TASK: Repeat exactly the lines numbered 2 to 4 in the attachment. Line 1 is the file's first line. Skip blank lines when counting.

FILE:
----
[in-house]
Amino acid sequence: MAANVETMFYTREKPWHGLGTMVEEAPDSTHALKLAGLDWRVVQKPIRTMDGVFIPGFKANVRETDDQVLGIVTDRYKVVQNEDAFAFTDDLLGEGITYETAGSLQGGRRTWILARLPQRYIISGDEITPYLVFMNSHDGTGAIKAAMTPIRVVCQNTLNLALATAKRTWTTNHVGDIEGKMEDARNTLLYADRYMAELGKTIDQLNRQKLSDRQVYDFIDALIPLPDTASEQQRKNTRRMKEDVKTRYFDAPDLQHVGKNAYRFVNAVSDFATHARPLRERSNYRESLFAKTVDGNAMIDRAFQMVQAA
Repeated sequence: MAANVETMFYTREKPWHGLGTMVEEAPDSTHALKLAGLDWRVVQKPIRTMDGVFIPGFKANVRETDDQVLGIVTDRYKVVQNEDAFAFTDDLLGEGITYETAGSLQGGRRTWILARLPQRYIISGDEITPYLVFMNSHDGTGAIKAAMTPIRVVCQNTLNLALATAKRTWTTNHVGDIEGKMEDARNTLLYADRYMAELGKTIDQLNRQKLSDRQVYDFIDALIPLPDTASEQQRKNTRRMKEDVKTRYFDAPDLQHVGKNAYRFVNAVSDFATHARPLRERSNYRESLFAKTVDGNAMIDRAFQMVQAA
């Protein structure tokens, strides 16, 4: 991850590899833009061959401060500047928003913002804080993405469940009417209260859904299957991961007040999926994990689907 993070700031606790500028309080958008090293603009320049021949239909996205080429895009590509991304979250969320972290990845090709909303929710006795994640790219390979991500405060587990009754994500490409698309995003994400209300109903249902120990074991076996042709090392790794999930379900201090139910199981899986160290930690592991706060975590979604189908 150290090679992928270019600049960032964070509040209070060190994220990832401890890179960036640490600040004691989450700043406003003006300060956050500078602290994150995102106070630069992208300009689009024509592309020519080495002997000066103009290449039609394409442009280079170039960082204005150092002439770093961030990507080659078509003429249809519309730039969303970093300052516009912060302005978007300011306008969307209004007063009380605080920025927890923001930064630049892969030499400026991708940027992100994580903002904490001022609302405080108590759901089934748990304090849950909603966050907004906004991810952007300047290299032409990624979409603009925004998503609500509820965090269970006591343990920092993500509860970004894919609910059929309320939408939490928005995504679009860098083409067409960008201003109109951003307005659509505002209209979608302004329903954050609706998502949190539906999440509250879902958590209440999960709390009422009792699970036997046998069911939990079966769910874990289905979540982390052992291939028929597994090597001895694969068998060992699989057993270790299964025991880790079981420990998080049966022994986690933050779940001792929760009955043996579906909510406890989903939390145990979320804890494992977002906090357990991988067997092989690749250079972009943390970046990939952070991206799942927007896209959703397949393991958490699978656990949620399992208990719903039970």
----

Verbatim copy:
Amino acid sequence: MAANVETMFYTREKPWHGLGTMVEEAPDSTHALKLAGLDWRVVQKPIRTMDGVFIPGFKANVRETDDQVLGIVTDRYKVVQNEDAFAFTDDLLGEGITYETAGSLQGGRRTWILARLPQRYIISGDEITPYLVFMNSHDGTGAIKAAMTPIRVVCQNTLNLALATAKRTWTTNHVGDIEGKMEDARNTLLYADRYMAELGKTIDQLNRQKLSDRQVYDFIDALIPLPDTASEQQRKNTRRMKEDVKTRYFDAPDLQHVGKNAYRFVNAVSDFATHARPLRERSNYRESLFAKTVDGNAMIDRAFQMVQAA
Repeated sequence: MAANVETMFYTREKPWHGLGTMVEEAPDSTHALKLAGLDWRVVQKPIRTMDGVFIPGFKANVRETDDQVLGIVTDRYKVVQNEDAFAFTDDLLGEGITYETAGSLQGGRRTWILARLPQRYIISGDEITPYLVFMNSHDGTGAIKAAMTPIRVVCQNTLNLALATAKRTWTTNHVGDIEGKMEDARNTLLYADRYMAELGKTIDQLNRQKLSDRQVYDFIDALIPLPDTASEQQRKNTRRMKEDVKTRYFDAPDLQHVGKNAYRFVNAVSDFATHARPLRERSNYRESLFAKTVDGNAMIDRAFQMVQAA
């Protein structure tokens, strides 16, 4: 991850590899833009061959401060500047928003913002804080993405469940009417209260859904299957991961007040999926994990689907 993070700031606790500028309080958008090293603009320049021949239909996205080429895009590509991304979250969320972290990845090709909303929710006795994640790219390979991500405060587990009754994500490409698309995003994400209300109903249902120990074991076996042709090392790794999930379900201090139910199981899986160290930690592991706060975590979604189908 150290090679992928270019600049960032964070509040209070060190994220990832401890890179960036640490600040004691989450700043406003003006300060956050500078602290994150995102106070630069992208300009689009024509592309020519080495002997000066103009290449039609394409442009280079170039960082204005150092002439770093961030990507080659078509003429249809519309730039969303970093300052516009912060302005978007300011306008969307209004007063009380605080920025927890923001930064630049892969030499400026991708940027992100994580903002904490001022609302405080108590759901089934748990304090849950909603966050907004906004991810952007300047290299032409990624979409603009925004998503609500509820965090269970006591343990920092993500509860970004894919609910059929309320939408939490928005995504679009860098083409067409960008201003109109951003307005659509505002209209979608302004329903954050609706998502949190539906999440509250879902958590209440999960709390009422009792699970036997046998069911939990079966769910874990289905979540982390052992291939028929597994090597001895694969068998060992699989057993270790299964025991880790079981420990998080049966022994986690933050779940001792929760009955043996579906909510406890989903939390145990979320804890494992977002906090357990991988067997092989690749250079972009943390970046990939952070991206799942927007896209959703397949393991958490699978656990949620399992208990719903039970």